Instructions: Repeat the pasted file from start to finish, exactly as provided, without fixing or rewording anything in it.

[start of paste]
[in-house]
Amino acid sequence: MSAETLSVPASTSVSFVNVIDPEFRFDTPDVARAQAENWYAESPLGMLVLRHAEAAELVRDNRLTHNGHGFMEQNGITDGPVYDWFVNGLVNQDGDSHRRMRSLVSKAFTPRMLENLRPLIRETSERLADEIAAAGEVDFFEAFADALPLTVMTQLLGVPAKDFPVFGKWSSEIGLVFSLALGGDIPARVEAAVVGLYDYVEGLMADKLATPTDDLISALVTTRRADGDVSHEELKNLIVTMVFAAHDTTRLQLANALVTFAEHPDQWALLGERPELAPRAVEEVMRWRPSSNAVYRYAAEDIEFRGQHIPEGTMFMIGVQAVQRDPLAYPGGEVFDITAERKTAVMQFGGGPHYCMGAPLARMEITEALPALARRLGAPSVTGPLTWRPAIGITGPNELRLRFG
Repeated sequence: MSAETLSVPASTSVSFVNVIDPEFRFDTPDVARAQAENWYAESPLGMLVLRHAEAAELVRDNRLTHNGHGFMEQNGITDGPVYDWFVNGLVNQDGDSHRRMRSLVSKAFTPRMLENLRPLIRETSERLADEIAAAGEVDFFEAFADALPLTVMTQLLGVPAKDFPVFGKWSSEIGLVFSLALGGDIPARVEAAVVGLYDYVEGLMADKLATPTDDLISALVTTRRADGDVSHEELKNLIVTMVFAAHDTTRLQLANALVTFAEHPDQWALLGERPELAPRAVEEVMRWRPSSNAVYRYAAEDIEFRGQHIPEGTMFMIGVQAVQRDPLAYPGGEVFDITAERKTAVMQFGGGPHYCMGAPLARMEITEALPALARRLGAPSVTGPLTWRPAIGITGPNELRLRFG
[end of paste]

[in-house]
Amino acid sequence: MSAETLSVPASTSVSFVNVIDPEFRFDTPDVARAQAENWYAESPLGMLVLRHAEAAELVRDNRLTHNGHGFMEQNGITDGPVYDWFVNGLVNQDGDSHRRMRSLVSKAFTPRMLENLRPLIRETSERLADEIAAAGEVDFFEAFADALPLTVMTQLLGVPAKDFPVFGKWSSEIGLVFSLALGGDIPARVEAAVVGLYDYVEGLMADKLATPTDDLISALVTTRRADGDVSHEELKNLIVTMVFAAHDTTRLQLANALVTFAEHPDQWALLGERPELAPRAVEEVMRWRPSSNAVYRYAAEDIEFRGQHIPEGTMFMIGVQAVQRDPLAYPGGEVFDITAERKTAVMQFGGGPHYCMGAPLARMEITEALPALARRLGAPSVTGPLTWRPAIGITGPNELRLRFG
Repeated sequence: MSAETLSVPASTSVSFVNVIDPEFRFDTPDVARAQAENWYAESPLGMLVLRHAEAAELVRDNRLTHNGHGFMEQNGITDGPVYDWFVNGLVNQDGDSHRRMRSLVSKAFTPRMLENLRPLIRETSERLADEIAAAGEVDFFEAFADALPLTVMTQLLGVPAKDFPVFGKWSSEIGLVFSLALGGDIPARVEAAVVGLYDYVEGLMADKLATPTDDLISALVTTRRADGDVSHEELKNLIVTMVFAAHDTTRLQLANALVTFAEHPDQWALLGERPELAPRAVEEVMRWRPSSNAVYRYAAEDIEFRGQHIPEGTMFMIGVQAVQRDPLAYPGGEVFDITAERKTAVMQFGGGPHYCMGAPLARMEITEALPALARRLGAPSVTGPLTWRPAIGITGPNELRLRFG